The Foreign Prince

8284731-sofia-capital-of-bulgaria-on-an-old-torn-map-from-1949-isolated-part-of-the-old-map-series-stock-photo

It was finally his. All of it belonged to him. The country, the throne under his arm, the chandelier, the massive windows, the long room it decorated with outstanding hearth, the table littered with coins, scales, and paper, and even the servant tables lining the walls, all of it. Yet for some reason it wasn’t enough. It may have been because he was still too young, there was so much more to conquer, and it felt like this was the end of the road. Now a Prince of twenty-eight years, he had already dined and feasted with aristocrats, foreign dignitaries, politicians, and members of royalty. This was thanks to his aunt, the Tsaritsa, himself being of Hesse and the House of Battenburg. He had schmoozed them all, being taller than most he was also easy on the eyes, which made things considerably less difficult, even despite the jealousies from other German and Russian royalty. He had stood face to face with some of the most important leaders of the time and yet it was not enough. It didn’t quench his thirst. Although he knew why it wasn’t sufficient, there was not much young Prince Alex could do. His dreams were on the verge of destruction. He didn’t have enough gold, charm, or men of arms to get what he needed now. Over the years his tact had diminished and he inadvertently acquired the enmity of those who had once held him in such high esteem.

He pondered over the thought of what to do next and slowly sipped the first of what he expected to be many drinks that night. Nothing seemed to come to mind, but perhaps there was something he could do to save himself, to save his country, no matter how they felt about him. Looking out the enormous paned windows he saw a beautiful glowing red and violet sky. It was drowning slowly above the misshapen rooftops of desperate little Sofia. He knew that was the direction to Vienna, to Prussia, France and England, to the illustrious halls and remarkable architecture. However, that dream seemed also to be setting like the sun, only this time never to return again, a dark existence awaited him. To his left he saw the darkened rooftops to a dirty town in a fiefdom of his old uncles Empire. A little further on and there was the remaining part of his country, severed in Treaty of Berlin seven years before.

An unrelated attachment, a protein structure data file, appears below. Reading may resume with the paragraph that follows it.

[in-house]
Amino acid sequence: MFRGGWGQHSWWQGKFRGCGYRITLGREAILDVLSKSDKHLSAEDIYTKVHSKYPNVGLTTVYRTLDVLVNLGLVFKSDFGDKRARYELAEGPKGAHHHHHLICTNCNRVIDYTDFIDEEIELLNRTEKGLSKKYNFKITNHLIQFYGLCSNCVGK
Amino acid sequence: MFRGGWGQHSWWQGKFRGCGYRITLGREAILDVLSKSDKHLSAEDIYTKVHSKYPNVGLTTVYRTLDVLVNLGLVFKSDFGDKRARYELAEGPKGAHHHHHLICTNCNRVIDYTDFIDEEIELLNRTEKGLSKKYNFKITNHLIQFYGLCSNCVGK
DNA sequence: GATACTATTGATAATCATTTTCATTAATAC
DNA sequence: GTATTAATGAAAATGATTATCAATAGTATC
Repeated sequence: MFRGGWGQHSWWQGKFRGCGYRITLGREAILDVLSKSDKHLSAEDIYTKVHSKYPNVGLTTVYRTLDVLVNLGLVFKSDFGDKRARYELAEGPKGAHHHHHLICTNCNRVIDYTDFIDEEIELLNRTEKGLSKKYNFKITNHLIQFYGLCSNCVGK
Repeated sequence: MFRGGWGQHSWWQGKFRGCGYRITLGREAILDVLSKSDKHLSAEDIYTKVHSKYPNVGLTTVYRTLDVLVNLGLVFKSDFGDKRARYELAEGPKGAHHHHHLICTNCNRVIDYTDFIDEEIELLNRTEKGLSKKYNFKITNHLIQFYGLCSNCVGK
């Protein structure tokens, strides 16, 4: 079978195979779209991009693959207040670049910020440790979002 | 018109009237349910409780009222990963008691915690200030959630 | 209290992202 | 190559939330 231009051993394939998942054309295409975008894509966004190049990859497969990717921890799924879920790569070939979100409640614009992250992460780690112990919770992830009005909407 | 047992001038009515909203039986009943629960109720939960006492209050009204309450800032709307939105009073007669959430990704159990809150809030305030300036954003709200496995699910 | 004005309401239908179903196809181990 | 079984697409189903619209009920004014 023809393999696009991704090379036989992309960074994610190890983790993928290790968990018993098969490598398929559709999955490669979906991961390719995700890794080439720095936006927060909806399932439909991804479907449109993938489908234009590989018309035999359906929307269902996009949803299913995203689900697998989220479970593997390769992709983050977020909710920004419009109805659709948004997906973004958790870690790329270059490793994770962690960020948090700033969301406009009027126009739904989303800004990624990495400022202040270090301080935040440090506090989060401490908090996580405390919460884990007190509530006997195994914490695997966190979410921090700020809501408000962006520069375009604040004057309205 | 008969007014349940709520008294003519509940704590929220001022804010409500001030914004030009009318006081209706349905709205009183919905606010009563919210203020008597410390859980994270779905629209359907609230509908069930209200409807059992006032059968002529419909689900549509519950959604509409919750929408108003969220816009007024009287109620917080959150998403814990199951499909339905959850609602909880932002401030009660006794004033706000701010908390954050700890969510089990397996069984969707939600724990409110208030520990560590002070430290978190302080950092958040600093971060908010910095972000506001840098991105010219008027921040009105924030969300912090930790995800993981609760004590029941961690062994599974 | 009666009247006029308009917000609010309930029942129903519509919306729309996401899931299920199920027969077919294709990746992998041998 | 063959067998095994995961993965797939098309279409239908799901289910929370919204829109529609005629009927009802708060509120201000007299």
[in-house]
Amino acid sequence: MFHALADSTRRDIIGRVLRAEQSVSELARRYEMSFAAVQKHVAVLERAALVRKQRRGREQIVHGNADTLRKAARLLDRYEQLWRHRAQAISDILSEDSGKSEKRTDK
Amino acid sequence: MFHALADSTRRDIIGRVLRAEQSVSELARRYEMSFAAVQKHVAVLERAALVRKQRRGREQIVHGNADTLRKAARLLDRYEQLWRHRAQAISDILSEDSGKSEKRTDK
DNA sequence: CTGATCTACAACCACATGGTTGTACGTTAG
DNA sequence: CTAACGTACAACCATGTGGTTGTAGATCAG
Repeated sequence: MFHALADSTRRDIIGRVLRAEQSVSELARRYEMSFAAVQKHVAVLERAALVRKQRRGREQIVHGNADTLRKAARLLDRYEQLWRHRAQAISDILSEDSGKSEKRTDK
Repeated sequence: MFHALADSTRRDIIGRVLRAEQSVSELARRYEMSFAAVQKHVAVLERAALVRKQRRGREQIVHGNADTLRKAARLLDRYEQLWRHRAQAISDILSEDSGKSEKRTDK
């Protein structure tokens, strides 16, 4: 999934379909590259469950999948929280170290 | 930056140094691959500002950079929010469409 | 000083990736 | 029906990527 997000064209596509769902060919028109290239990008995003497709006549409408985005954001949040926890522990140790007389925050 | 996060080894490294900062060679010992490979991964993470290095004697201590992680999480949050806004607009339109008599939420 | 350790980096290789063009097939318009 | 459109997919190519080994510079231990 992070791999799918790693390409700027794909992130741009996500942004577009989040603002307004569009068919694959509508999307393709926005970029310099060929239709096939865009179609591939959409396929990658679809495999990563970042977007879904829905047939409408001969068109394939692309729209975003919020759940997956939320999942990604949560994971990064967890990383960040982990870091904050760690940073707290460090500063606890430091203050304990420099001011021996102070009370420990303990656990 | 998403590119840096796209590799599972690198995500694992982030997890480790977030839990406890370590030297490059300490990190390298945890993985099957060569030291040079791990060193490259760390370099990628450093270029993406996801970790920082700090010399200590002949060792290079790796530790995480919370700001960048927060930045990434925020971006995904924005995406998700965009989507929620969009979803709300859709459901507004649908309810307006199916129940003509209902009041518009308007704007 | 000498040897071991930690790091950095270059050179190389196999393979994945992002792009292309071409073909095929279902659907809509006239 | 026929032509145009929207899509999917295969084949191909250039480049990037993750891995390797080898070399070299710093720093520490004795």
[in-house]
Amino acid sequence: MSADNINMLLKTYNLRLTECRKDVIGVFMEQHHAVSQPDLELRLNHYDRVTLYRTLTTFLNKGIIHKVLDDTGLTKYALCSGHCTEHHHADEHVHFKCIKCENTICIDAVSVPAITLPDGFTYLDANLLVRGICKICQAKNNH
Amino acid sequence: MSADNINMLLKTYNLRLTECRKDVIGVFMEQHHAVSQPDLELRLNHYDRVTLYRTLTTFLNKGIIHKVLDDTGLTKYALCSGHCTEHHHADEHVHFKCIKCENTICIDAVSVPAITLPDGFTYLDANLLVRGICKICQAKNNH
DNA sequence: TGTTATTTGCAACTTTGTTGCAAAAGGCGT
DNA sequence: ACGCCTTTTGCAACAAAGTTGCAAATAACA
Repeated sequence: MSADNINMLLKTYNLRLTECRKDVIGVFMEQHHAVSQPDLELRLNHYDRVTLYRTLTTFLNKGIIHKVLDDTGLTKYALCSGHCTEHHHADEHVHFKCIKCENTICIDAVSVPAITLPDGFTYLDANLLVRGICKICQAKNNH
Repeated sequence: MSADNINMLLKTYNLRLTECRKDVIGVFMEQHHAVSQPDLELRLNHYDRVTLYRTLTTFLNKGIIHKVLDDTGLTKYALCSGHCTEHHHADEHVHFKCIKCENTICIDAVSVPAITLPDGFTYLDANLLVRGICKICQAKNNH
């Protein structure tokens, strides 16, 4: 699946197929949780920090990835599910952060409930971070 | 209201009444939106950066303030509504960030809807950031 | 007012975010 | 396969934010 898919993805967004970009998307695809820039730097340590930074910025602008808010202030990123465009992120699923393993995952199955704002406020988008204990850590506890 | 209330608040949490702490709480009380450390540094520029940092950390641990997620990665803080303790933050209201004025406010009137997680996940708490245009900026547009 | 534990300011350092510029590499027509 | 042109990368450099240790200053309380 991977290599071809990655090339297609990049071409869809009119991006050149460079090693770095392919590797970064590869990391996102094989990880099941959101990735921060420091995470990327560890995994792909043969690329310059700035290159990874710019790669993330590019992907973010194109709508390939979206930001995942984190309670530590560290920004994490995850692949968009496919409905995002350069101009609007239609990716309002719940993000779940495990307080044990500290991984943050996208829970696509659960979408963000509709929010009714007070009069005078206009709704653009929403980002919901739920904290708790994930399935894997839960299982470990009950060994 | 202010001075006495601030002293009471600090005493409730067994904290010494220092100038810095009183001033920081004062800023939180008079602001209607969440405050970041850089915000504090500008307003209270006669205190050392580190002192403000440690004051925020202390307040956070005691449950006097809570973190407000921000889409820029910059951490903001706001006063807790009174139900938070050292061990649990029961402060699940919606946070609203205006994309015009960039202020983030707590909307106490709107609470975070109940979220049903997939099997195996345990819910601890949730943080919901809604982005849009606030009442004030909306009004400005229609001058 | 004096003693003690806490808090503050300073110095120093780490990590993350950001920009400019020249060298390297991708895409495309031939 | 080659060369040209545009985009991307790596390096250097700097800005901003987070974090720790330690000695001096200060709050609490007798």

He was at a loss for a course of action. He knew before accepting the throne the insane challenges that lay before him. Not only had the major powers divided the country and put him in charge of what was left but they had also left him with an extremely open and liberal constitution. At first they loved him for it, but soon the peasants and the prince learned their real place in the European theatre. His uncle had been assassinated four years ago and since then he had become less of a prince and more of a servant to Europe’s great empires. He missed his uncle, and even felt a spot of guilt for when he tried to expand his powers in the new constitution, which at hearing this had caused his uncle to weep. However, that stain of guilt might have just been regret. He had visited his uncle the Tsar in Saint Petersburg, the imperial capital of his uncle’s empire. Then he was somebody and a real player in the game. During the Bulgarian campaign against Ottomans they, uncle and nephew, had grown closer together, but that was eight years ago. It was this connection to his uncle that had gotten him the throne. Now all he could think about was how much simpler life was back then in the Russian army. On the battlefield and in war someone scheming your downfall was easily understood, manageable, and expected. In this new political and aristocratic life things were complicated, secrets ruled the day, and conspirers were everywhere. If his own uncle, the Tsar of the Russian Empire could be assassinated, why not himself? Could he be more clever than him? It didn’t seem possible. Alexander had thought about this everyday for four years. This was because his cousin, Alexander III, who ascended the throne after his uncle, was out to control Bulgaria through him or without him, and preferring the later.